“My art is my life style and sense. When I create new products, I put pieces of my heart and the warmth of my soul in them,”
Ilya grew up in the city of Karaganda and dreamed of being jeweler since he was a small child. He realized that dream and has been working as a jeweler for 15 years. He uses traditional methods and materials to create his unique pieces.
Silver jewelry has a long standing tradition in Kazakhstan, women grow up wearing this jewelry from a young age. It is believed that if a woman is preparing food without wearing her silver jewelry, the food will be dirty.
These centuries old traditions are coming back into fashion and extend into the Kazakh marriage ceremony. The groom gives the bride silver earrings for as a symbol of their engagement and on her wedding day a Kazakh woman are adorned with a full set of traditional silver jewelry.
Ilya uses a variety of silver, wood, bone, stones, and leather in his jewelry, which is helping to bring this historic tradition back to life. The fact that Ilya’s jewelry is created using these materials gives his work its vintage feel. To enhance this, all pieces are made by hand with traditional equipment and methods; Ilya forges, stamps, and hammers each piece by hand to create its unique beauty.
Ilya explains, “I think this is an opportunity to revive the craft of jewelry and to try and pass on this knowledge to our posterity. Many of my customers say that these ornaments are like their Grandmother’s.”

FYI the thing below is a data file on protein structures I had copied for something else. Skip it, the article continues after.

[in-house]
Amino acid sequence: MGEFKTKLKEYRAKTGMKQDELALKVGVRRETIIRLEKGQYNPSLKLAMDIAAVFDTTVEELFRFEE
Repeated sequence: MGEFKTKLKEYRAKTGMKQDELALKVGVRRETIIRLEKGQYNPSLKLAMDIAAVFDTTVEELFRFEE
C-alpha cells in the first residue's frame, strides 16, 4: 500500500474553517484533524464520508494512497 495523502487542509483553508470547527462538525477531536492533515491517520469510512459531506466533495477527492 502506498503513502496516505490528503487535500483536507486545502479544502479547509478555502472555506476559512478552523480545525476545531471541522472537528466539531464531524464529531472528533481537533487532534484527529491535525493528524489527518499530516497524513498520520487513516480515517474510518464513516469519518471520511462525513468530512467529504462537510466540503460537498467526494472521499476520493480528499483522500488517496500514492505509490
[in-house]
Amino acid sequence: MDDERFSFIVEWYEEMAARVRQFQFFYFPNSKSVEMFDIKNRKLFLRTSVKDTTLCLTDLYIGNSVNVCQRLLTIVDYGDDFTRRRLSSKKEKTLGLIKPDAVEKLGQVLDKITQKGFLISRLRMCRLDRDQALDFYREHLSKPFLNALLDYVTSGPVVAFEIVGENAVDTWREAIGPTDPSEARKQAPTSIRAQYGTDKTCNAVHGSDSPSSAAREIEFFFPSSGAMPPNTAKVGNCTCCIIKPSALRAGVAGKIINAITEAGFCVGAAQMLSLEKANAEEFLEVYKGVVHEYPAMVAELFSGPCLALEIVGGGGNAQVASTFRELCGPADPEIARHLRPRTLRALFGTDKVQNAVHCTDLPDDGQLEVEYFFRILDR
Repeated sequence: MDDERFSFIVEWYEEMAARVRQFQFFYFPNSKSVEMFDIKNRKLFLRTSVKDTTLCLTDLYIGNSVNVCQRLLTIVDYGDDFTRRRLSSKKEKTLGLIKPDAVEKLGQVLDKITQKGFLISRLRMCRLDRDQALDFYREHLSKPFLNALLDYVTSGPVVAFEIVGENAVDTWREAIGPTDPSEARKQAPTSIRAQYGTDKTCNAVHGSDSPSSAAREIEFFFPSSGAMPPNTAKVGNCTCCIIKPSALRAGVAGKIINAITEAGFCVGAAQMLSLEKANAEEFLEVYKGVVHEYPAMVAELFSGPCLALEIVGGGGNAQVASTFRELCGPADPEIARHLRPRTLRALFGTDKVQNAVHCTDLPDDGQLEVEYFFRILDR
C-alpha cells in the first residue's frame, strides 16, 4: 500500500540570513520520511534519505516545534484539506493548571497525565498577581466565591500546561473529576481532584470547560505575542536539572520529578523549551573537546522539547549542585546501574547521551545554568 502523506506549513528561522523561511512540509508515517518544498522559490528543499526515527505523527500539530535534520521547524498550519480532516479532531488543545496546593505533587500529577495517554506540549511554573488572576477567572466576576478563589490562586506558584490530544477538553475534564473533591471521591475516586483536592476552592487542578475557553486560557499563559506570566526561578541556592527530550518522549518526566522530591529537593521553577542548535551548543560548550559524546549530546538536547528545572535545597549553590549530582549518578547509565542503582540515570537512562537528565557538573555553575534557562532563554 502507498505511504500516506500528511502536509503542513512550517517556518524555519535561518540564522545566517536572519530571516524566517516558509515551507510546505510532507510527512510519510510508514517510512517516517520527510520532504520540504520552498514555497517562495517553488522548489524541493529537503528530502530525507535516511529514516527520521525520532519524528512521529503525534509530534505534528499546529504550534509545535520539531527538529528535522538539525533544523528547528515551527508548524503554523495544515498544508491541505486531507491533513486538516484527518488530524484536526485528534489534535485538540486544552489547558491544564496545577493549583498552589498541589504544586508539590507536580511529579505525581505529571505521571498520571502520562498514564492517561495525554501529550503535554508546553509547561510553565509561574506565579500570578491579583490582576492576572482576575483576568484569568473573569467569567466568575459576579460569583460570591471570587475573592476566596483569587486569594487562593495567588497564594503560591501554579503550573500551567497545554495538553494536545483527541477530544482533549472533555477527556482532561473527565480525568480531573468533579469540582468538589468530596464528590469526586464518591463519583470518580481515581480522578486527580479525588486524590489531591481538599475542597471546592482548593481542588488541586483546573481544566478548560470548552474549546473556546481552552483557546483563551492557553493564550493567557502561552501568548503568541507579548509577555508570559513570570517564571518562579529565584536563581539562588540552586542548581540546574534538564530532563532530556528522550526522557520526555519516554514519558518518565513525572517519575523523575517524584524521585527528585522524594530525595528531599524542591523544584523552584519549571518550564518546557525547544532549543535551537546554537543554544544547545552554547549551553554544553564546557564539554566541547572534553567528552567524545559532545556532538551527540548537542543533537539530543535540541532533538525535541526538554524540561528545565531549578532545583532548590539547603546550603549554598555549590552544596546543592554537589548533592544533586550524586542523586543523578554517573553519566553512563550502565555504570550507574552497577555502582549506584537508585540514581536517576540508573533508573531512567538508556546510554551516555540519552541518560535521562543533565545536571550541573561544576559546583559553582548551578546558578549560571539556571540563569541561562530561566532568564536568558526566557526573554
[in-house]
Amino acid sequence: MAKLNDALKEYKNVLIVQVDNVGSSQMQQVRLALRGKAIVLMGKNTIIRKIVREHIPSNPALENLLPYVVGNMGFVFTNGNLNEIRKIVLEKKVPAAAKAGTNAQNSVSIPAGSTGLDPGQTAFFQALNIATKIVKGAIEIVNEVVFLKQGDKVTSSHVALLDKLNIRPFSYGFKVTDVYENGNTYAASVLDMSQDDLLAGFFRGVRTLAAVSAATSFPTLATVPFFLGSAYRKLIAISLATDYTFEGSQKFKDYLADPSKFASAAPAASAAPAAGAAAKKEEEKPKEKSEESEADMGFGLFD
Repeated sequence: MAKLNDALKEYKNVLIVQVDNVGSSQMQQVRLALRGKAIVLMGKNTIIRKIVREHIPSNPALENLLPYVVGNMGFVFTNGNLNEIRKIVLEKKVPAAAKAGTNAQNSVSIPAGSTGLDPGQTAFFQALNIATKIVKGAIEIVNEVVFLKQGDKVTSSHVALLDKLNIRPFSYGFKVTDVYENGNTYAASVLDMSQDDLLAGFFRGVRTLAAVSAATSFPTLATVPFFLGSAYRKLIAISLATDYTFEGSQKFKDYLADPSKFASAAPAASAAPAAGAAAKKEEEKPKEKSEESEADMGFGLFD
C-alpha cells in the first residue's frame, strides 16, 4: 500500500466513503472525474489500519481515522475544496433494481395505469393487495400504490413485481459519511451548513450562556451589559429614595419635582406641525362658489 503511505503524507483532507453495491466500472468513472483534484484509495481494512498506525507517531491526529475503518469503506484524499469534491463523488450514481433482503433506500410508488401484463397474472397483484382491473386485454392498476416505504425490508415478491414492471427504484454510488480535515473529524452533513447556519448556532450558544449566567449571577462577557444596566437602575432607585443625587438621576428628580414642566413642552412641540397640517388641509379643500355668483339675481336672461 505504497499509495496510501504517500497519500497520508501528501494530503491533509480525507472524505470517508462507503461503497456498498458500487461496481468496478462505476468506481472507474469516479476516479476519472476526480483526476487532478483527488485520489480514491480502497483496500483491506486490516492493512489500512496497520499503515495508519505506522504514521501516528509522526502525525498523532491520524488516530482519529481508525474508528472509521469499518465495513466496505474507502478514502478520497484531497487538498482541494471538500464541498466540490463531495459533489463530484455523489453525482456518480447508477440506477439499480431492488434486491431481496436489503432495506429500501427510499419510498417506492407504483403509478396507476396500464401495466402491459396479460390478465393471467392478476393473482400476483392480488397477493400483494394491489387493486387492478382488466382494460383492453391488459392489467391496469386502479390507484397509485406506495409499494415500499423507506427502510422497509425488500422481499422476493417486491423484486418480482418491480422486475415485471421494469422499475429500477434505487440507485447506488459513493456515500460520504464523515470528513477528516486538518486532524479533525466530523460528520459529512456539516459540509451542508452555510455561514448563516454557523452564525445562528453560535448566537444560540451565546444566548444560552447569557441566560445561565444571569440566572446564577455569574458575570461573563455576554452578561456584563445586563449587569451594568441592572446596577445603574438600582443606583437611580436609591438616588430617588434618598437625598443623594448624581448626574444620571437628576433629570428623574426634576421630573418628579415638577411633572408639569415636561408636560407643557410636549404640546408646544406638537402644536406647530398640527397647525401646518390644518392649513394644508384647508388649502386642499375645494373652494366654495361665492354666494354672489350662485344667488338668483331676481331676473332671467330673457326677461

The pendants, rings, bracelets and earrings Ilya and his artists create incorporate traditional shapes which represent life in Kazakhstan; such as the sun, mutton horns, birds and home. Listening to the master jewelers before him helps Ilya preserve and pass these stories to younger generations and shares Kazakh traditions with those who may never otherwise experience them.
Marrying the past and present together in his jewelry helps to create a future for Ilya and his family. He explains that through his work as a jeweler; “I will be able to pay for good medical care, pay for my daughter’s education, and improve our home and to invite more people to work with me.”